Given that the meaning of a predicate which determines the nature of the arguments is a lexical property, the Θ-roles that it determines must also be part of its lexical entry. We call the part of a predicate’s lexical entry which informs us about which Θ-roles the predicate has its theta-grid, and this may be represented as follows:
||place||Θ-grid:||<agent, patient, location>|
(36) clearly represents that sleep is a one-place predicate, hit and see are two-place predicates and place is a three-place predicate.
So far we have mostly spoken of predicates that happen to be verbs, but it is not the case that all predicates are verbs. We have seen one case where this was not so, in (34b). Here we said the predicate was is tall. However considering the meaning of Tom is tall, we can see that the main semantic relations exist between Tom and tall and the is part simply expresses that Tom’s being tall is true at the present time (compare this with Tom was tall). Thus, we might claim that tall, which is an adjective also has a Θ-role as part of its lexical entry:
Just like verbs, some adjectives express a relationship between two arguments:
|(38)||a||Fred is fond of Fiona|
||b||Kevin is keen on karate|
In these examples we see two arguments being related by an adjective: Fred is the one who is ‘fond’ and Fiona is the one who he is ‘fond of’, etc. Thus we have the following lexical entries:
Nouns, too, can be used as predicates:
And again, nouns can be used to express relationships between two or more arguments:
|(41)||Picasso’s painting of petunias|
In this example, Picasso may be interpreted either as the possessor of the painting, or the agent who did the painting, while petunias constitutes the subject matter of the painting. We will consider the thematic status of the possessor in a subsequent section, but for now we will ignore the issue and suppose a lexical entry as follows:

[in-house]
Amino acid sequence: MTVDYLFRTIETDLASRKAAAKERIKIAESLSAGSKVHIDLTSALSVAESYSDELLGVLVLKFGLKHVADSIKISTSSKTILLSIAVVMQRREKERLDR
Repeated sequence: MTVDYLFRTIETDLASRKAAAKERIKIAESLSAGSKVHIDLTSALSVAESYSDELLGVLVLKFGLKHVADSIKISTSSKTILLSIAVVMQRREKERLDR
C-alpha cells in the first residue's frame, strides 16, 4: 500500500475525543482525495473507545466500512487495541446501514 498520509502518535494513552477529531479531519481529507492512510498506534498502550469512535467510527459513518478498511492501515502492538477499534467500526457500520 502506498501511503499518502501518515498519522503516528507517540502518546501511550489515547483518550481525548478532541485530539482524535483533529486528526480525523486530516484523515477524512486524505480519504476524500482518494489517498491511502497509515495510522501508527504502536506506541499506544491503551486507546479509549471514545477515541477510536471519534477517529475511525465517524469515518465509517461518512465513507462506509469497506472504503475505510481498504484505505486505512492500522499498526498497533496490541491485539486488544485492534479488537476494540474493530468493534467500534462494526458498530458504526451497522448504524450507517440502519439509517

It should be pointed out, however, that nouns tend not to have such a strong relationship to their arguments as verbs do. Often a noun can be used without any mention of its arguments:
|(43)||a||this is Picasso’s painting of petunias|
||b||this is Picasso’s painting|
||c||this is a painting of petunias|
||d||this is a painting|
We might therefore state that the arguments of nouns are optionally represented in an expression and indicate their optionality in the lexical entry by placing the elements of the Θ-grid in brackets:
To complete the picture, it should also be pointed out that Prepositions too can act as predicates:
|(45)||the house is on the hill|
In this example, the arguments the house and the hill are related by a relation expressed by the preposition on. Thus we can propose the following lexical entry for this preposition:
|(46)||on Θ-grid:||<theme, location>|
With reference to the categorial features introduced in the preceding section, note that it is the [–F] categories that can have Θ-grids. [+F] categories, as we will see below, are not specified in their lexical entries for these.